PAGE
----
Zoe Olender, Conveyancing Solicitor in the FDR Law Stockton Heath office discuses Joint Ownership
Q: I’m buying a house with a friend; do we need additional contracts or paperwork?
A: Yes, when a property is owned by two or more people a decision must be made as to how the ‘beneficial interest’ in the property is to be held.
There are two options; Joint Tenants or Tenants in Common.
As Joint Tenants neither owner has their own share in the property and they simply own the whole property jointly and the ‘Right of Survivorship’ applies so that on the death of the first owner, the property automatically passes to the survivor(s).
As Tenants in Common each owner has their own share in the property, either an equal share or as agreed. The Right of Survivorship does not apply to Tenants in Common and each owner can leave their share of the property to a third party in their Will.
Tenants in Common is a popular choice when parties have contributed unequally to the purchase price or have children from previous relationships that they wish to benefit. If you purchase a property as Joint Tenants but later wish to change to Tenants in Common, it is possible to ‘sever’ the Joint Tenancy and create a Tenancy in Common.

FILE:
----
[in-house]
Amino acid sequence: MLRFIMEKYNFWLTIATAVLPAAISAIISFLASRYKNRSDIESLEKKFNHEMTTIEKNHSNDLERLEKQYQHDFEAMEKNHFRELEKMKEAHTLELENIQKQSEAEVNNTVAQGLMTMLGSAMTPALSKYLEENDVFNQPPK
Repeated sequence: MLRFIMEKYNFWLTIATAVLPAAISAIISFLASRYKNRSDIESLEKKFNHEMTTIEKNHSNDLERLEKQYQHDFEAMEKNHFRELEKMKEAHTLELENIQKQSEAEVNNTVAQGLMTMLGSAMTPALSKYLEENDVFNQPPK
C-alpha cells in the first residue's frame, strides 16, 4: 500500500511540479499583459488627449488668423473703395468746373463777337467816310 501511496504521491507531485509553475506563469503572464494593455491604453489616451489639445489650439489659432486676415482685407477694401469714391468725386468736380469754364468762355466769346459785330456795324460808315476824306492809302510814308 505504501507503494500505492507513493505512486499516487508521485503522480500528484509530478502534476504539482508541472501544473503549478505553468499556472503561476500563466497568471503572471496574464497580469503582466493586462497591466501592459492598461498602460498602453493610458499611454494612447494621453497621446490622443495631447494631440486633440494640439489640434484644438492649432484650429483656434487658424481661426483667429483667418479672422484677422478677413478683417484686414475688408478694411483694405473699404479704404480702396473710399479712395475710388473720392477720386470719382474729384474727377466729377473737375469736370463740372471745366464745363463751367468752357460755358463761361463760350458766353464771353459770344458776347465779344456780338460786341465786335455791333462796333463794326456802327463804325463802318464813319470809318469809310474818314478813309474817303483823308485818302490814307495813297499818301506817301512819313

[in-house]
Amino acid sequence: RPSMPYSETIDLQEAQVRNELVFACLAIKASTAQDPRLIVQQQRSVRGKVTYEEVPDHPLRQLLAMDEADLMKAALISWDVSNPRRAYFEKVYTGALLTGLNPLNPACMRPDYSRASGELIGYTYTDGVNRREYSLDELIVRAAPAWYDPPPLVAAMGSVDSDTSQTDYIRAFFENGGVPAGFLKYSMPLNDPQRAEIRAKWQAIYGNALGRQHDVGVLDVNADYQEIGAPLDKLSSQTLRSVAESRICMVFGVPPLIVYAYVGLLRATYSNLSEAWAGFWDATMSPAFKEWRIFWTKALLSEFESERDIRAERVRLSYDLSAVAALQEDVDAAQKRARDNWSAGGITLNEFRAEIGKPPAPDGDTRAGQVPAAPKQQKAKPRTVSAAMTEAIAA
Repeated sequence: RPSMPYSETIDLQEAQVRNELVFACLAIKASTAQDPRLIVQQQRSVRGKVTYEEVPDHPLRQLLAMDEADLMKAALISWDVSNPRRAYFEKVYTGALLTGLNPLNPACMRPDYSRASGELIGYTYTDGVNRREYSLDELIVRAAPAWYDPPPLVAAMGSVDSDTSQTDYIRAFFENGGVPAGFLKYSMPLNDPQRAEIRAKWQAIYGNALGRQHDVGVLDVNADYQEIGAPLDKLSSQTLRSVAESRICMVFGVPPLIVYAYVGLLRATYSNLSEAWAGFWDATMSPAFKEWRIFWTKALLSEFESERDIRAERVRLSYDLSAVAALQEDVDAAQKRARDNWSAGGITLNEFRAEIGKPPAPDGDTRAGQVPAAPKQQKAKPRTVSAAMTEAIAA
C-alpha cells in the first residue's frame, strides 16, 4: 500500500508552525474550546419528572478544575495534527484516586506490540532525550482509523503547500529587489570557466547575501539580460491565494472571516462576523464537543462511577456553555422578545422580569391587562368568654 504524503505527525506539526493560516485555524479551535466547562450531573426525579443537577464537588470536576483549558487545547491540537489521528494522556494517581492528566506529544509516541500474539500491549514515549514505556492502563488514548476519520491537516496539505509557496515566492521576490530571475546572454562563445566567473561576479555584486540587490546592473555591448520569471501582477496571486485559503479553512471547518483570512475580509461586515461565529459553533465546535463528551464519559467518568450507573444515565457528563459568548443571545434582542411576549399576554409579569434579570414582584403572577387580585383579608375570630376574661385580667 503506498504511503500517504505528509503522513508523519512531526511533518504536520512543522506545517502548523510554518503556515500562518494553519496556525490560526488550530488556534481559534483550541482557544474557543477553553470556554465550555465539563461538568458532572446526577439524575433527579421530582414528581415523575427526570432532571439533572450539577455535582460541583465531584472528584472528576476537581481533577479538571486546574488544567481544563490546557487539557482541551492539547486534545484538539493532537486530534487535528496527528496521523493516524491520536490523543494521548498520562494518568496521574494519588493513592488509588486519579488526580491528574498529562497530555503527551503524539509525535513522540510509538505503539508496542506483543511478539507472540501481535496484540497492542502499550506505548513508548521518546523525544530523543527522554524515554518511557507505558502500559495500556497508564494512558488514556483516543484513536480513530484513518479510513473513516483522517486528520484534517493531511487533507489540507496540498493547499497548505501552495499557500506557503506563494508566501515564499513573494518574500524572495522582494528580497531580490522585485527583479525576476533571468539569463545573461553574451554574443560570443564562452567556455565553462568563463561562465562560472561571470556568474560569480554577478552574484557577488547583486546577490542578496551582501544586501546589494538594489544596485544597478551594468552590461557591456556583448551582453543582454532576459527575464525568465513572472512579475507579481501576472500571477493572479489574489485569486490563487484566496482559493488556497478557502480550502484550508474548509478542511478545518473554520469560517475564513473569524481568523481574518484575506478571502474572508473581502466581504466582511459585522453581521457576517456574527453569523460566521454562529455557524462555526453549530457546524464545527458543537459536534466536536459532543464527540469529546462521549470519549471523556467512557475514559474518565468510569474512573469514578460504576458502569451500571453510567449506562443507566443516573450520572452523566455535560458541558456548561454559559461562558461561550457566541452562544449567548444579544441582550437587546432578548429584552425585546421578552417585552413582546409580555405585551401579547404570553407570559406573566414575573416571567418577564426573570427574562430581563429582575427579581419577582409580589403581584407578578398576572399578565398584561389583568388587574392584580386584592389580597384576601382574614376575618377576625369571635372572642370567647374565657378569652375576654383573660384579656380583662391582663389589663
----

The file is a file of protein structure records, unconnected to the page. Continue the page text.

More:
If a property is held as Tenants in Common, parties quite often also have a Declaration of Trust which records the terms upon which they hold the property and what is to happen in the event of a future sale. For example, one party may receive the first £20,000 of the net sale proceeds (being the deposit which they paid) with the remainder of the net sale proceeds being divided equally.
Your Conveyancing Solicitor will be able to advise you on the right route for your circumstances.